Prior research has shown a few things. First, men are more prevalent than women in STEM majors and careers. For example, in 1985, 37% of people who graduated with a bachelor’s degree in computer science were female, and by 2011, that number had dropped to only 18%.[i] In the summer of 2014, many of the largest technology companies released their diversity statistics, detailing the proportion of women on the technology side (often defined as jobs related to programming, product development, and user experience). The numbers are alarmingly low: women represent only 10% of Twitter’s tech employees, 15% of Yahoo’s, 17% of Google’s, and 24% of Ebay’s.[ii] Dropbox, a startup valued at over $10 billion, had 9 women on its engineering team of 143 people in 2013.[iii]
And second, gender bias against women tends to occur when people judge women in "masculine" contexts. When hiring for male-dominated jobs such as police officer, people tend to prefer a resume with a man’s name to one with a woman’s name, despite the resumes being otherwise identical.[iv] Some evidence suggests that raters judge women as less competent than men with identical backgrounds.[v] A recent study, Moss-Racusin et al. (2012) had science faculty rate application materials of a student, randomly assigned a male or female name, for a laboratory manager position. The only difference between the applications was the gender of the applicant’s name, yet both male and female faculty rated the male applicant as significantly more competent and hireable than the female applicant, and were more likely to offer mentorship to that applicant.[vi]
A realistic depiction of the hiring funnel, broken down by gender, might look like this. Women start with fewer and get cut down quicker.
But, we also know that implicit biases tend to have small effects. Specifically, sex bias effects are quite small, accounting for only approximately 1% to 5% of the variance in work performance ratings. Now, some might use that fact to argue that there is little bias in the field, or that unconscious bias in the earliest stages is unimportant. I would argue the opposite.
Even with a small effect size, a gender bias can have cascading effects. Martell (1996) ran a computer simulation of a company with a pyramidal management structure with an equal gender ratio at the lowest-level positions. The company filled its higher-level positions with people from lower level positions depending on performance ratings. Even when sex differences explained only 1% of the variance of performance evaluations, only 35% of the highest-level positions were filled by women.[vii] Prior research indicates that the gender bias against women in tech hiring has an effect size of around 3%. In line with Martell's research, I created a simulation of the hiring process with a built-in bias in order to understand the cascading effects.
The simulation depicted a tech hiring process. It started with an equal proportion of men and women -- 50% of the total applicants were of each gender. Each person was assigned a competency score on a 100-point scale. The competency scores of men and women started out normally distributed with the same mean (μ = 70) and standard deviation (σ = 10). To reflect the 3% effect size bias, "bias points" were added to the score of each male applicant. Individuals who ended up with a score above 100 were reassigned to 100.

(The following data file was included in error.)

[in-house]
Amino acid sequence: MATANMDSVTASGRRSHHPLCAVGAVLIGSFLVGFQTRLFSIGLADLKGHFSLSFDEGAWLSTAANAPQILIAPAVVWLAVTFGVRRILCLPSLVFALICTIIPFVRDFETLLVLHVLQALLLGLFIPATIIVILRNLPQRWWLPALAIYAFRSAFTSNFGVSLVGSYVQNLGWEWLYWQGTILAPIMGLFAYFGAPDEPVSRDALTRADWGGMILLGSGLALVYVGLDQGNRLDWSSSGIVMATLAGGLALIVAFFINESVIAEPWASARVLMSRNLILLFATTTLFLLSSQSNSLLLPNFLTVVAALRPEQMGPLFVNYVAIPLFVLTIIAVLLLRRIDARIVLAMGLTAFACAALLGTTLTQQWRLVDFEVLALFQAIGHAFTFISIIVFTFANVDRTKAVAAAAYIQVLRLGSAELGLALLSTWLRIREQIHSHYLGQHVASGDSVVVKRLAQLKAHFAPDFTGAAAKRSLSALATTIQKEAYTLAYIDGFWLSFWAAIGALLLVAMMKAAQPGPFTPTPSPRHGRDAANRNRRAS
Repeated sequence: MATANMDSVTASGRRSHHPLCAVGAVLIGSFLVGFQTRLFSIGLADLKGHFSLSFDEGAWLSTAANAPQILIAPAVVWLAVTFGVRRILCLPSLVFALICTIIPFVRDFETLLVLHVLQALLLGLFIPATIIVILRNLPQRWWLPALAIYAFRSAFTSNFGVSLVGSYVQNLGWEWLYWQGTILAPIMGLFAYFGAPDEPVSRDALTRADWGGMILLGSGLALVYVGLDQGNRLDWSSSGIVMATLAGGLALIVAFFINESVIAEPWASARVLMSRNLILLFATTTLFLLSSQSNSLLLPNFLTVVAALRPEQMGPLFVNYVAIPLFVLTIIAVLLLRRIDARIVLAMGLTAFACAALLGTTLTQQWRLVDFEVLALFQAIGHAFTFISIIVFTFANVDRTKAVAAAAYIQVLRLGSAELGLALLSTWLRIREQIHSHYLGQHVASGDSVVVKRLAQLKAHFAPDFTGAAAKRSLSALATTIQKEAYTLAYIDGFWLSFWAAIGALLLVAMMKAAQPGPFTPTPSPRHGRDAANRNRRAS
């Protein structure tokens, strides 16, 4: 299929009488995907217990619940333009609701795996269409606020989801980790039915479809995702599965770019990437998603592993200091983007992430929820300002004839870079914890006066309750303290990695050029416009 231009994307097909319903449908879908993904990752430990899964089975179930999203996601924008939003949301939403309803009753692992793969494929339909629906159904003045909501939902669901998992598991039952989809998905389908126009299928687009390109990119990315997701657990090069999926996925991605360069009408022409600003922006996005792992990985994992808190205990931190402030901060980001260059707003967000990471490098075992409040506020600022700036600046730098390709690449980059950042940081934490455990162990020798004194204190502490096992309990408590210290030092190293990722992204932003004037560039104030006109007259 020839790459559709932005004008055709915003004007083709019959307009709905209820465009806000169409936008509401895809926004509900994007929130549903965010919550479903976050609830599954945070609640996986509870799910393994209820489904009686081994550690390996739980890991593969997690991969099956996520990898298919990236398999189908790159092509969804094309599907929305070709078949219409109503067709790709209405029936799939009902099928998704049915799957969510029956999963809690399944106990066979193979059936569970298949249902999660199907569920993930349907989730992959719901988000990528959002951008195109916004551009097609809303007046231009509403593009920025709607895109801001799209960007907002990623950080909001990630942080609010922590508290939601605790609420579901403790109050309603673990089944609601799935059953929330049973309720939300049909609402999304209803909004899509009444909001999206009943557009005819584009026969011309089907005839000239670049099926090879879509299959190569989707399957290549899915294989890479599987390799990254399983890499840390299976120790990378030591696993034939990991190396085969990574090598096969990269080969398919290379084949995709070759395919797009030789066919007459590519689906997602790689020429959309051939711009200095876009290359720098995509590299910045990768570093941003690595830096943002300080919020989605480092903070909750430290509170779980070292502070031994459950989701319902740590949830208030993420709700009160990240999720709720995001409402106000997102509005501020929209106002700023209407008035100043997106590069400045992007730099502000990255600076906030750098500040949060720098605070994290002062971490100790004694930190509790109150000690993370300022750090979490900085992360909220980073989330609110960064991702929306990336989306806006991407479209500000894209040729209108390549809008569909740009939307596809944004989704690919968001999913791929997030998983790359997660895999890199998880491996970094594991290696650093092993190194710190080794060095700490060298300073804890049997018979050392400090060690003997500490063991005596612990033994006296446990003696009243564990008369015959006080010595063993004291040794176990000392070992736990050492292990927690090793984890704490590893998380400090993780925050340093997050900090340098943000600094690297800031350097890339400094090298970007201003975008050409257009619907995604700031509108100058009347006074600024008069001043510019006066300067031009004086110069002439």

There were five stages, representing the Application, Phone Screen, Skype Interview, Onsite Interview, and Offer stages. During a simulated interview, the competency score of each individual received a random jitter (perhaps they interviewed very well and their score increased, or they performed poorly and their score decreased). Then, all candidates were ranked by their competency score, and only a certain number would move forward. This process continued until stage 5.
In certain iterations of the simulation, the bias continued throughout the hiring process, meaning that at each stage, men received bias points proportional to an effect size of 3%. In other iterations, the bias only existed in the first step. In both cases, the effect of the bias persisted and intensified throughout the rest of the process:
Even when a very small bias only exists at the first stage of the process, the proportion of women accepted drops from 50% to 36%. When discrimination continues, the proportion drops to 6%. As Martell says, “The effects of male-female differences are best determined not by the magnitude of the effect but its consequences in natural settings,” And in this case, taking into account the relative scarcity of women in the tech side, bias hurts women a lot. We can see it in the simulation as well -- small biases in interview evaluations create a negative cascading effect on pyramidal structure of the hiring process.
[i] National Center for Women and Information Technology. “Women and information technology by the numbers.” NCWIT, 2013. Web.
[ii] Lafrance, A. “Tallying female workers isn’t enough to make tech more diverse.” The Atlantic, 11 Aug 2014. Web.
[iii] Wadhwa, V. “Dropbox’s hiring practices explain its disappointing lack of female employees.” Washington Post, 14 February 2014. Web.
[iv] Glick, P., & Rudman, L. (2010). Sexism. In J. Dovidio, M. Hewstone, P. Glick, & V. Esses. The Handbook of Prejudice, Stereotyping, and Discrimination. 328-344. Thousand Oaks, CA: SAGE Publications Ltd.
[v] Foschi, M. (2000). Double standards for competence: theory and research. Annual Rev Sociol. Vol. 26(1): 21-42.
[vi] Moss-Racusin et al. (2012). Science faculty’s subtle gender bias favor male students.
[vii] Martell, R.F., Lane, D.M., Emrich, C. (1996). Male-female differences: a computer simulation. American Psychologist. Vol. 51(2):157-158.